Jobs fear remains as green shoots finally show

Lewisham on a road to recovery. Photo: Matt@Flickr

Lewisham on a road to recovery. Photo: Matt@Flickr

The United Kingdom is officially out of recession, according to new figures released on Tuesday. But what does this actually mean for the people of East and South London?

Statistics show that the British economy grew by 0.1% in the last three months of 2009. This comes after the longest period of economic contraction, during which many businesses struggled and unemployment rose.

Stephen Nelson, principal director of the South East London Chamber of Commerce, said: “The growth rate has improved as the confidence of the small and medium enterprises over the last 4,5 months has increased.”

According to economic experts, adequate steps still need to be taken by the public and private sector to ensure that consumer confidence increases and maintains an upward trajectory. The employment figures showed a positive trend last week as there was an increase in the number of people employed. This includes a rise in employment figures along the East London Lines.

But there is still a worry that joblessness could increase in the future if public spending is cut. In boroughs like Lewisham, Hackney and Tower Hamlets, there is a ‘’huge need for business support delivered locally,” said Mr. Nelson.

So, East London Lines took to the streets of New Cross to ask what locals thought of this news, and discovered mixed opinions. Some felt cheered, while others expressed scepticism about its positive effects for their everyday lives:

Alicia, 24, a musician, was unmoved by the news: “It doesn’t change a thing for me. I felt that it was an extremely overly publicized event, the recession. It was a big moral panic and I wasn’t really interested in it. However, I think outside of London people have suffered – small businesses especially. So maybe they will feel better, coming back out of the recession – but for somebody like myself it’s not really going to change anything.”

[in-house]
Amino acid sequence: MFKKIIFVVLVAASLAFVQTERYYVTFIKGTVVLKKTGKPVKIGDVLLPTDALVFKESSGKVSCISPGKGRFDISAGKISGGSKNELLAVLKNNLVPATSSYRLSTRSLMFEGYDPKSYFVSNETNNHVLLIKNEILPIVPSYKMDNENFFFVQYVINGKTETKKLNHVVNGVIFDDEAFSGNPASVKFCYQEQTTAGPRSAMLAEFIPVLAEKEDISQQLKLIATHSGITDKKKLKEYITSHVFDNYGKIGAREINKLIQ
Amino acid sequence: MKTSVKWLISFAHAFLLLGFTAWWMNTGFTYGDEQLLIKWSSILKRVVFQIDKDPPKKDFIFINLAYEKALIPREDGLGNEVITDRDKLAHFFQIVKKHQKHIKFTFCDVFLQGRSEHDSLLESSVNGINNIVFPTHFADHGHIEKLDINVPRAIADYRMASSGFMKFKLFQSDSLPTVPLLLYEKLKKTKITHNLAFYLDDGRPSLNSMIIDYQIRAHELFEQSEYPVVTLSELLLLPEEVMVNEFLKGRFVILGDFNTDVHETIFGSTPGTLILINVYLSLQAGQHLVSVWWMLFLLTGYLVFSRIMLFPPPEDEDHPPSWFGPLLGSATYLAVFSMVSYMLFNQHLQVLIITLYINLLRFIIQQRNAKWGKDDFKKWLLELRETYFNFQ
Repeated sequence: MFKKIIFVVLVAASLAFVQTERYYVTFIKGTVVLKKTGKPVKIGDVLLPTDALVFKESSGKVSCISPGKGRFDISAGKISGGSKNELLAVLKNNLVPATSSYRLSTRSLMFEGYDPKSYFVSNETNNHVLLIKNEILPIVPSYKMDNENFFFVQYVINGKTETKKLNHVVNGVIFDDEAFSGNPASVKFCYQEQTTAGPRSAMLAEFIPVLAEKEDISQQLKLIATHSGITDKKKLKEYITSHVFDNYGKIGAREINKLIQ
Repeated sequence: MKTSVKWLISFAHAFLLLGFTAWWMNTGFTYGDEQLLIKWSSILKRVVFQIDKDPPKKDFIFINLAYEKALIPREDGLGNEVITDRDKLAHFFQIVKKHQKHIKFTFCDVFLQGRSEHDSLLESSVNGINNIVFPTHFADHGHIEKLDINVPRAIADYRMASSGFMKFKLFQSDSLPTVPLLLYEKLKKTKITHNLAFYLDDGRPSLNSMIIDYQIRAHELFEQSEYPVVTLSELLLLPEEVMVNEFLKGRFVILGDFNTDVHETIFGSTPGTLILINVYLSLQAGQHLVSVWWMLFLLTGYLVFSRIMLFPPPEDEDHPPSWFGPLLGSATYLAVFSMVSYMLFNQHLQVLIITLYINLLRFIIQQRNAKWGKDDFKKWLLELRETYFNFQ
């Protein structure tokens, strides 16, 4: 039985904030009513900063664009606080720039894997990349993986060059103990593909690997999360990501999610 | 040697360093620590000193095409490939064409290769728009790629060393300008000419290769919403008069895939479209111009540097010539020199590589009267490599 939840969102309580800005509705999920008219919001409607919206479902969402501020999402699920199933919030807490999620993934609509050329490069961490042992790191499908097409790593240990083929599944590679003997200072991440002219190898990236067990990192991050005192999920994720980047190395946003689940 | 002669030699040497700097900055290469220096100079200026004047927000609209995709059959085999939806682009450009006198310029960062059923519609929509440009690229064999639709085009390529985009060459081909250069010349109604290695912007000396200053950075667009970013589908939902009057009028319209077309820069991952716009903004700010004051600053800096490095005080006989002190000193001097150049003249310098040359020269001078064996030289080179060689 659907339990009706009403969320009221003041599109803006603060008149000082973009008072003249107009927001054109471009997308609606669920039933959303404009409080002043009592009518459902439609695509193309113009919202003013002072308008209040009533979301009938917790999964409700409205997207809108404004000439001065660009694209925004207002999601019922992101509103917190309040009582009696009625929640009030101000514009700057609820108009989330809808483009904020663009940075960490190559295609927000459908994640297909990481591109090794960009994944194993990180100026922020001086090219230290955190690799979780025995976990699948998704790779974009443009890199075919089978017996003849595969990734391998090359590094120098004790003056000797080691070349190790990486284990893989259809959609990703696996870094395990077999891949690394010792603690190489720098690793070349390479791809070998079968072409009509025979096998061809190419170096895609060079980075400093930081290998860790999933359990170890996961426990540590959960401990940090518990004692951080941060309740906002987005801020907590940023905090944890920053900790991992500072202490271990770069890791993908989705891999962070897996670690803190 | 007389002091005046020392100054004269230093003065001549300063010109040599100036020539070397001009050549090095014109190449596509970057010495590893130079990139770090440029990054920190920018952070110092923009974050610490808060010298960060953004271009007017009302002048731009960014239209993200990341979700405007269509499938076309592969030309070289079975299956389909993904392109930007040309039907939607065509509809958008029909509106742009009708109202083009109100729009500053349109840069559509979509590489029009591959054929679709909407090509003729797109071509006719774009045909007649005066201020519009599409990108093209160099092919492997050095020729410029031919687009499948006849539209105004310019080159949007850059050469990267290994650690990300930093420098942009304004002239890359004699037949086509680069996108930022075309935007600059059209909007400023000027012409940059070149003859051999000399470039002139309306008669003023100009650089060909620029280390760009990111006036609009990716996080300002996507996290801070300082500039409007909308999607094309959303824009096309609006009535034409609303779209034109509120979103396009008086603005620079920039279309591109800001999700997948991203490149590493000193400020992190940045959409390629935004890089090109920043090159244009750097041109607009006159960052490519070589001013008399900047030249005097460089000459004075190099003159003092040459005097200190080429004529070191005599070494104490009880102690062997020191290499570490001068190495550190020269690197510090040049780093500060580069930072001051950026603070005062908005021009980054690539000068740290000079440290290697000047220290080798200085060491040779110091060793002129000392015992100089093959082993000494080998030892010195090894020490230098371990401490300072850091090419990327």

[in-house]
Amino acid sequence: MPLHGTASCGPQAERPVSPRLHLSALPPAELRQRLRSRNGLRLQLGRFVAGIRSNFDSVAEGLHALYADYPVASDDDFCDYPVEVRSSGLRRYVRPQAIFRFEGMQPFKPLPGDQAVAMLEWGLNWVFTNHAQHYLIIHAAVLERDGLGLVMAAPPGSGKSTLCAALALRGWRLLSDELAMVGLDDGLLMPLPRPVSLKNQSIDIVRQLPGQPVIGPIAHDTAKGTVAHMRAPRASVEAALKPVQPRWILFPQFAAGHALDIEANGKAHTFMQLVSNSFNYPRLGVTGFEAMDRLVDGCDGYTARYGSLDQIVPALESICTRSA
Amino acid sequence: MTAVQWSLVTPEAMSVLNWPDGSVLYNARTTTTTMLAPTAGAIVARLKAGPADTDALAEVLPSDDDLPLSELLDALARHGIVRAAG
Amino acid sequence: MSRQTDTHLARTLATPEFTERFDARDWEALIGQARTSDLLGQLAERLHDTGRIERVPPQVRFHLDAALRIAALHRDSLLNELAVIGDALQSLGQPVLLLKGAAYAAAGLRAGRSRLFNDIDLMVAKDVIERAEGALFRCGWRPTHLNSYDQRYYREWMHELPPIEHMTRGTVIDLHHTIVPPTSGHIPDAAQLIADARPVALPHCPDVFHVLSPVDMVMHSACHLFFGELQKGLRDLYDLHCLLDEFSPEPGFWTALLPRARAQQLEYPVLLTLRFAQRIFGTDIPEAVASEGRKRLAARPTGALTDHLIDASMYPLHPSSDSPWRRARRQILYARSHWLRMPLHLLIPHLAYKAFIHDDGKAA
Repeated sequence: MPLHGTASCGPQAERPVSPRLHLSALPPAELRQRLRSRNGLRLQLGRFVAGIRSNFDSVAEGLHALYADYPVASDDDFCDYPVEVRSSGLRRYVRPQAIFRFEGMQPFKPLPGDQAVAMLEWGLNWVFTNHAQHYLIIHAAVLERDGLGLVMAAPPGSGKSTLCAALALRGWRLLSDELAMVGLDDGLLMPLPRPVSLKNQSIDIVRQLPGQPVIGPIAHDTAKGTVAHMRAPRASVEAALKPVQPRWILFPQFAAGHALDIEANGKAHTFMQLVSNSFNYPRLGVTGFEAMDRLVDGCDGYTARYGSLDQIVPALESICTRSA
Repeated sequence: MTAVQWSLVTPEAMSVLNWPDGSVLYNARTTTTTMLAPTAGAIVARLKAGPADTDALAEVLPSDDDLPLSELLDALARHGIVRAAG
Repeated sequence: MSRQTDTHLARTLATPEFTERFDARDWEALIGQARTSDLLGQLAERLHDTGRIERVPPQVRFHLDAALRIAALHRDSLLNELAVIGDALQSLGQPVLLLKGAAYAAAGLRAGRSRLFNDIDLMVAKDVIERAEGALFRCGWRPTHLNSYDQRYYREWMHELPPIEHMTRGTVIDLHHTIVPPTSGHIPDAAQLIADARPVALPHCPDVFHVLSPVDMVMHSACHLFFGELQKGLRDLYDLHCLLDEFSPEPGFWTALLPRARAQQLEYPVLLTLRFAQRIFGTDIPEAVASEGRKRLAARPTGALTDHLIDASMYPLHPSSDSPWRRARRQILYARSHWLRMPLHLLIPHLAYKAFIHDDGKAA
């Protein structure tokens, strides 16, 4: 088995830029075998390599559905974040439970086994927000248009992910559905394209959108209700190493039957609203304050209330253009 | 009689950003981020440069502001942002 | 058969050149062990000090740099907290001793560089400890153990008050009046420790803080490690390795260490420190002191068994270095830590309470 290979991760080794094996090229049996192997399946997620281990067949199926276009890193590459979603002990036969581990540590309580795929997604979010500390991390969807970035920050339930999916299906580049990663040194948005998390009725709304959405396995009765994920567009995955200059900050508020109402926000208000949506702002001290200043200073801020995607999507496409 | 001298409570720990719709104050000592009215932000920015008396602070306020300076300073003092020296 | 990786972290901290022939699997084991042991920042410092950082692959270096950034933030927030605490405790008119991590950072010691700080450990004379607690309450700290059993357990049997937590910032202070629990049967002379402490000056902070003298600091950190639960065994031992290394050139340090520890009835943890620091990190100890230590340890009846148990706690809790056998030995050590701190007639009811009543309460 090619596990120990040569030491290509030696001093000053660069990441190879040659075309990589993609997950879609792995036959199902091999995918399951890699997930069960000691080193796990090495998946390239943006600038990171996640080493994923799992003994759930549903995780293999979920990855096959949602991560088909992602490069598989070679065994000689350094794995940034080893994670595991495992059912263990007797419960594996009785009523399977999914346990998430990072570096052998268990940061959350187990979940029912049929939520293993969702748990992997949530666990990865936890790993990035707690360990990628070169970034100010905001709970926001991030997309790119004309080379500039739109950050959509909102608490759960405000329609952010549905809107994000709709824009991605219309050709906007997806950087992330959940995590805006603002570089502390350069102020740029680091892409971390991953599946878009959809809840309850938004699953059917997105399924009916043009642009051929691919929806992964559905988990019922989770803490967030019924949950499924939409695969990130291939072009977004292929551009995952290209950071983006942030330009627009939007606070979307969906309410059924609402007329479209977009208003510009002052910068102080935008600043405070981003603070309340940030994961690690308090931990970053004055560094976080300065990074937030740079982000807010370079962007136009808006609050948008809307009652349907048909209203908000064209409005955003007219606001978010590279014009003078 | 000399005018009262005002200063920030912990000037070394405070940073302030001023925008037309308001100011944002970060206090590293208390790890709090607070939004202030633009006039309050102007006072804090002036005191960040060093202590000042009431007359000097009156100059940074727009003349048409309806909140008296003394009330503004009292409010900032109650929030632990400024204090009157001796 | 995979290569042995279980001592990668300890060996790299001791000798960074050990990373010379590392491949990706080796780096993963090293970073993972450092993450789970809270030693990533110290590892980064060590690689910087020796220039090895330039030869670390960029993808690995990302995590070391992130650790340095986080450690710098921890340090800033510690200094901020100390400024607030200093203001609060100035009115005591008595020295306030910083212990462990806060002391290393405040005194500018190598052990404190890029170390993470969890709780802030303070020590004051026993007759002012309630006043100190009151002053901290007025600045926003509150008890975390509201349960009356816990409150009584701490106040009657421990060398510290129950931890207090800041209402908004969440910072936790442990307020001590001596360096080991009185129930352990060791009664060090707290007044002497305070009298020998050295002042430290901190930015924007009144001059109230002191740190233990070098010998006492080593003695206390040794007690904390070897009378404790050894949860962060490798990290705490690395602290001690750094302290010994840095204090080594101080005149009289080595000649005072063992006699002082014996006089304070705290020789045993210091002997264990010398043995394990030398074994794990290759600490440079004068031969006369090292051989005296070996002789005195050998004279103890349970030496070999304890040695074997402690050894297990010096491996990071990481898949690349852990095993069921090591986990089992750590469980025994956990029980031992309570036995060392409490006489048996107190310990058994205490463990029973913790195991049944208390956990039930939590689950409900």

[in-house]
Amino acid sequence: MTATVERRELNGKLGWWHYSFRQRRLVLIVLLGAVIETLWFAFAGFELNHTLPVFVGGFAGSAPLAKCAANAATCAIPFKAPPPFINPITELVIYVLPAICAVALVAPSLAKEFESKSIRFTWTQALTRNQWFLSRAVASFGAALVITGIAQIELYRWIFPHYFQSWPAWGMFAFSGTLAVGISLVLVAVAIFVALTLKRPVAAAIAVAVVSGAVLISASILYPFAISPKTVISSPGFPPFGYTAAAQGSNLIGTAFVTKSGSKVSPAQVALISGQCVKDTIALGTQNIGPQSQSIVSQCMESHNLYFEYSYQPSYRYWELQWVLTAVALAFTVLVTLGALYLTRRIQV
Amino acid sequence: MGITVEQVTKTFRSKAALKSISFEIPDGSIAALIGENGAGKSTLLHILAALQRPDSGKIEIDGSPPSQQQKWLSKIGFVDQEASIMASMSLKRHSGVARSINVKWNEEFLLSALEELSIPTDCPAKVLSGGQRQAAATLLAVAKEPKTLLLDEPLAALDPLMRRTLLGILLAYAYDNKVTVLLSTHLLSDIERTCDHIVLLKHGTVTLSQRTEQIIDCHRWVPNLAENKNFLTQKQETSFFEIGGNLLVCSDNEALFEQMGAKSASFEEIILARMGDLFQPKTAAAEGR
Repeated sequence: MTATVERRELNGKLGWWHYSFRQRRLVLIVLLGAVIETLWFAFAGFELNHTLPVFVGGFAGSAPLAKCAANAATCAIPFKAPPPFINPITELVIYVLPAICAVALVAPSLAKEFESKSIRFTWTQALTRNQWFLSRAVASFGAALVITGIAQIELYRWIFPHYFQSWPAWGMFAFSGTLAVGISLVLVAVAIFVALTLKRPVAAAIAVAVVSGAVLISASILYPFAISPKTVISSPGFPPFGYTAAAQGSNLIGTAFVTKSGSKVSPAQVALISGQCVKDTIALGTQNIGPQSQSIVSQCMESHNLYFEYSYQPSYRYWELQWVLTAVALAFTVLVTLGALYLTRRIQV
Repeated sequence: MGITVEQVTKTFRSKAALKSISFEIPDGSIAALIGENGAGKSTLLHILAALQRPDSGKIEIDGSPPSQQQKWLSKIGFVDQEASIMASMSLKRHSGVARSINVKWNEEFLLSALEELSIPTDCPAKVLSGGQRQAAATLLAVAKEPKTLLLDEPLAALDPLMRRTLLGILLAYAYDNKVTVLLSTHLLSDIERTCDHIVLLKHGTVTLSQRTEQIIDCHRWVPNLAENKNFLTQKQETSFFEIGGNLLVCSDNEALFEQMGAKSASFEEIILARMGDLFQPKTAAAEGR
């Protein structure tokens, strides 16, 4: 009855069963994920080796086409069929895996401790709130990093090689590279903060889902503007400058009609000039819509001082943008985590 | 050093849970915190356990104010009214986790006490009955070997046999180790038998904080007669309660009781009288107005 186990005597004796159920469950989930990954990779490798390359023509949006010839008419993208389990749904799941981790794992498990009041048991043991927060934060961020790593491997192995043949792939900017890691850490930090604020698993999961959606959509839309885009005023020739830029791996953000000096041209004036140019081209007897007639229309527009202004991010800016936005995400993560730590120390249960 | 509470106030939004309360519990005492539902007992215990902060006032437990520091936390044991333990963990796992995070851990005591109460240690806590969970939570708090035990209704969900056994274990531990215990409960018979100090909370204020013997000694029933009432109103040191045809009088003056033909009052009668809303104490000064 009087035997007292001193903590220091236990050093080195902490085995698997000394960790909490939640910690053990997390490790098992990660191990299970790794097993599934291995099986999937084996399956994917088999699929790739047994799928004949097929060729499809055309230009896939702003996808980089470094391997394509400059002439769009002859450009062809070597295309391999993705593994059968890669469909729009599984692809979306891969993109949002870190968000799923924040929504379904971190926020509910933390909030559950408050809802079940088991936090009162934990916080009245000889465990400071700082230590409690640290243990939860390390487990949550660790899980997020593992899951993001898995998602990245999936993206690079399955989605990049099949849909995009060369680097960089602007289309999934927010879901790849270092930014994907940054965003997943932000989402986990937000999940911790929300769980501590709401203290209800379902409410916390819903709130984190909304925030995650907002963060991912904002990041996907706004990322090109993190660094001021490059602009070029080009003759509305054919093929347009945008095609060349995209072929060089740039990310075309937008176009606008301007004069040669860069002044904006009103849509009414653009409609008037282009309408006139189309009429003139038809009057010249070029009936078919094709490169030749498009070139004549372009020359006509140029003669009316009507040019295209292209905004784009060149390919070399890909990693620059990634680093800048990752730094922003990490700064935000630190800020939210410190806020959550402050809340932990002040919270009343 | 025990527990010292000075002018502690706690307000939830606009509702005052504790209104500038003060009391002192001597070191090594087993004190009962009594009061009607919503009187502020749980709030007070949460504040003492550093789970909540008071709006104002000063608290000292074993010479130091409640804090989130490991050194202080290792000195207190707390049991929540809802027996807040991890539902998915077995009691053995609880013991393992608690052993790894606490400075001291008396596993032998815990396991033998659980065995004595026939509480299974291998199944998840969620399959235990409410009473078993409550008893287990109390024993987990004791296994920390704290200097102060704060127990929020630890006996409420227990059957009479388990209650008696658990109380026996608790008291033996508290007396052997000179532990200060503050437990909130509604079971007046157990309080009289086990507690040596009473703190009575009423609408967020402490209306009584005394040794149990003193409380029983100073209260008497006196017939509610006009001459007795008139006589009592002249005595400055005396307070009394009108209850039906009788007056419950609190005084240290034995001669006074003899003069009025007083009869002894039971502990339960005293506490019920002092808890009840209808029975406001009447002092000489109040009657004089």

“We didn’t have as much business last year as we have had the previous years, but it hasn’t affected us massively,’’ said Paula, 26, a photographer. “We’re from Argentina, so it’s not a recession for us compared to the kind of problems we’ve been through in our country – it’s not a proper recession! I expect to get more business now we’re out of the recession, but it’s probably going to take time to recover.”

Richard, a Transport for London worker, was cheered by the news. “The recession is over? Really?”, he asked, with a pleased laugh. “I have been affected by it, so that’s good. I don’t think it seems like it’s over yet, as they’ve only announced that today, but I’m expecting things to get better within the next couple of months, hopefully. But that’s beautiful news. It means we’ll have more opportunities for young people.”

“I’m deeply sceptical, ‘’ said Rheem, 24, Students Union sabbatical officer at Goldsmiths, University of London. “I think the government bailing out the banks makes it look like everything’s rosy, when actually there’s an insidious, evil banking problem that is sapping the life out of ordinary people, making it harder and harder to live sustainably, to buy homes, to be a student. Prices of everyday things are going up, like bus fares – thanks Boris! I don’t think that statements like ‘We’re out of recession’ are very helpful.”

Sebastian, 24, a stock controller, took a more pragmatic stance: “It’s debatable whether 0.1% really means we are out of a recession, to be quite honest, because that’s a very minimal margin. Obviously it gives people the illusion of being out the recession, so maybe they are more free with their disposable income. That is half the battle though, so maybe it changes our economy in the upcoming months. We’ll just have to wait and see.”

Additional reporting by Fatimah Inayet and Hanna Woodside

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